The author covers a broad set of topics and treats them well. I find the book interesting enough to continue despite awful voicing by the narrator. His "normal" voice is just fine; it's when he dips into character with other accents that it becomes a chore to listen. Please, please, please stick to the words and skip the accents!
Niall Ferguson has a definite point of view (how refreshing in this time of moral equivalance). He is definitely proud of his western heritage. He is able to give a fascinating account and analysis of the rise of the west, and worries for it's future. I enjoyed each chapter as they brought fresh insignts into historical events. He discusses connections between social, religious, and economic factors. His concluding chapter, in which he discussess civilization as a complex structure is excellent. I highly recommend this book, and this author. On to his next book.
Naill was an excellent narrator! the book to me was entertaining more than educational due the influence of Nassim Taleb on my thinking involving the legitimacy of any historical arguments of causation made after the fact.
The reader/writer don't dwell too long on any one subject or setting.
But part of that problem is that certain settings were over too quickly.
I just wanted more. But felt satisfied nonetheless.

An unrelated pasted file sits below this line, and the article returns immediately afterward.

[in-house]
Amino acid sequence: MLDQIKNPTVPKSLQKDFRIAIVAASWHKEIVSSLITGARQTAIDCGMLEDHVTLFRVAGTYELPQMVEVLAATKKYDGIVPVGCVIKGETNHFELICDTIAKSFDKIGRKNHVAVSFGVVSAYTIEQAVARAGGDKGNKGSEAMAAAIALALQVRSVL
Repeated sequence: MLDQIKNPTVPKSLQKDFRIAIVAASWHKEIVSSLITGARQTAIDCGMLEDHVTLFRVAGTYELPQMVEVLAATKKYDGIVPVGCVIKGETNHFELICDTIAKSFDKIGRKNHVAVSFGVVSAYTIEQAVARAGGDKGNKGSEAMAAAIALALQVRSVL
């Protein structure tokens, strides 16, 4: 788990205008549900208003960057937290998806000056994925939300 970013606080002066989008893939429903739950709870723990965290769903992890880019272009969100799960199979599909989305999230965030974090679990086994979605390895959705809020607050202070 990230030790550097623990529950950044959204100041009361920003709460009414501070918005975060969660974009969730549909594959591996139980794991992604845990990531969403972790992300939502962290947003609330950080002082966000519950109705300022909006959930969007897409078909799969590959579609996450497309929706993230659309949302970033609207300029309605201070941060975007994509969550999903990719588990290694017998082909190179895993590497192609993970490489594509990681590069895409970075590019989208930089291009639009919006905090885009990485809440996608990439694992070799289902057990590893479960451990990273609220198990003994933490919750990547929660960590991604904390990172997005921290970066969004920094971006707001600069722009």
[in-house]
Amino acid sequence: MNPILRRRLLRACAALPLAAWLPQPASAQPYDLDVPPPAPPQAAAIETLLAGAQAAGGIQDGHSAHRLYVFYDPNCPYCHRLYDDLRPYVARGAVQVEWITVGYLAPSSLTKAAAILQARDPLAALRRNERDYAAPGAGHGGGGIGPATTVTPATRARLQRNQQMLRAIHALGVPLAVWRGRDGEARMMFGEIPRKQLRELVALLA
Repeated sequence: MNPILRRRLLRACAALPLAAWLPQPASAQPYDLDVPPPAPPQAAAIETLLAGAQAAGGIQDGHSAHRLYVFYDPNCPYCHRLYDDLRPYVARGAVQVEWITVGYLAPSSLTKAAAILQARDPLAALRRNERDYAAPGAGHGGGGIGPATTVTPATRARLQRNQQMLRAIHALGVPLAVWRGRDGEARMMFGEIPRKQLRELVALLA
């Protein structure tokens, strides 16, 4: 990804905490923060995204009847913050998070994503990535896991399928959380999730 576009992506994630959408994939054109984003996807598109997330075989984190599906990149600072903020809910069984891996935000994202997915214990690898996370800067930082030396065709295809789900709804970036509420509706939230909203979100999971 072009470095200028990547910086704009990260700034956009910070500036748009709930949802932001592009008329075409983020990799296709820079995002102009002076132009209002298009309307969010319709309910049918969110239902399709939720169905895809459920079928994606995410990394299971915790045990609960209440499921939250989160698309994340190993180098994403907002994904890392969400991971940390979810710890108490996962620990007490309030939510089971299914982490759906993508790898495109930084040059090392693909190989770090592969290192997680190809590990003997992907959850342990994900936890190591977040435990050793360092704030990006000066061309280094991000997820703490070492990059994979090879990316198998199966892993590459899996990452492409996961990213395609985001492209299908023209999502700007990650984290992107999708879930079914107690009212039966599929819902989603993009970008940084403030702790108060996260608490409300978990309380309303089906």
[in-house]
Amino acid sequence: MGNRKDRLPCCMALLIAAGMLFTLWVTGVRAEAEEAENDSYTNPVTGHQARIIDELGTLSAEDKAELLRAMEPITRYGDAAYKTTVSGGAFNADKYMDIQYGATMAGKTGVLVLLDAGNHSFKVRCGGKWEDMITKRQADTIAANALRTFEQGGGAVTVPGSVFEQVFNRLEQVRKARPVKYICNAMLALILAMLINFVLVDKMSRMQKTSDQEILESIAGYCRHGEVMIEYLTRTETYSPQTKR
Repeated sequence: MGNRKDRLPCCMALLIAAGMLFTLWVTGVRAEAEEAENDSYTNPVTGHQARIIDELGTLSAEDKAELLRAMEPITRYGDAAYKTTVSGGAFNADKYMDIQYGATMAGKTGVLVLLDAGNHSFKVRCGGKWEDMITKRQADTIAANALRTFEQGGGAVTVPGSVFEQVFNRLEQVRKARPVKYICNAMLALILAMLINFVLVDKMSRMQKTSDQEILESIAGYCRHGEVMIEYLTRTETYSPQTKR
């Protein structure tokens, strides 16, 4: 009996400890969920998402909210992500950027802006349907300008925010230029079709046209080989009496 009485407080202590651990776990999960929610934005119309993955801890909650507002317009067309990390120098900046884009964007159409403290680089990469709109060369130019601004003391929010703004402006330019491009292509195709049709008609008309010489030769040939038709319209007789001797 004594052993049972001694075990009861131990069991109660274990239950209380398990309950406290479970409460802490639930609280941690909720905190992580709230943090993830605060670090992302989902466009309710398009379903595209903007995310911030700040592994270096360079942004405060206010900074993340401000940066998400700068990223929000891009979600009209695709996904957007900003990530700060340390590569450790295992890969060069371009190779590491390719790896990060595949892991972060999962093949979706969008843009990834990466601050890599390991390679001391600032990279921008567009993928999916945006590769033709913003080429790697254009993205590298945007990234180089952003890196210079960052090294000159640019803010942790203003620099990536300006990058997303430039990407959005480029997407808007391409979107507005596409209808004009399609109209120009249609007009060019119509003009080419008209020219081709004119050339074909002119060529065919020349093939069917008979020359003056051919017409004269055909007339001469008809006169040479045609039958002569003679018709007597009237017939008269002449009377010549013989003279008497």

I only wish the quoted sections weren't read in such ridiculous accents. Otherwise, terrific book.
This is compelling in much the same was as Jared Diamond's book, which this book is, in part, a response to. The ideas are interesting and well-arranged. Ferguson's enthusiasms are infectious; they also make his reading good. The performance loses a star because the accents for quotations are sometimes pretty poorly done.
This was the first title of Ferguson's that I've finished. I thought I would like his ideas more because I learned of him through Dambisa Moyo's 'Dead Aid'.
Ultimately I found that Ferguson goes against anti-imperialist thought so strongly that he barely mentions that elements of the six "killer apps" that lead the West to succeed over "the Rest" were partly due to the immense wealth gained by western powers from their empires. I know I give myself away as a more left-leaning person with this review, but I expected this to be more even-handed than it was. His swipes against Marx and general Communism were more heavy-handed than his dealings with Hitler and the fascist leaders of history. This may be due to the way that Hitler has been described to death already, everywhere else, but it just seemed bizarre to have such heavy disdain in odd places.
Other than showing his biases too strongly at times, Ferguson does write well, and he deals with the topic of the rise of the West, just as the subtitle says he will. I'll probably listen to another, but I'll beware of his pro-imperial tendency.
I agree with the overall premise of the book, and even the conclusions, but the book itself is so meandering and rambling it is a struggle to get through it. Most of the time I found myself asking, "What does this historical story or anecdote have to do with the chapter or the point he is trying to make?" He relays many historical events, which might be very interesting in their own rights, but they seem to rarely have any relevance to the subject matter at hand! Look for the Rodney Stark book on the rise and success of the West...it is much, much better.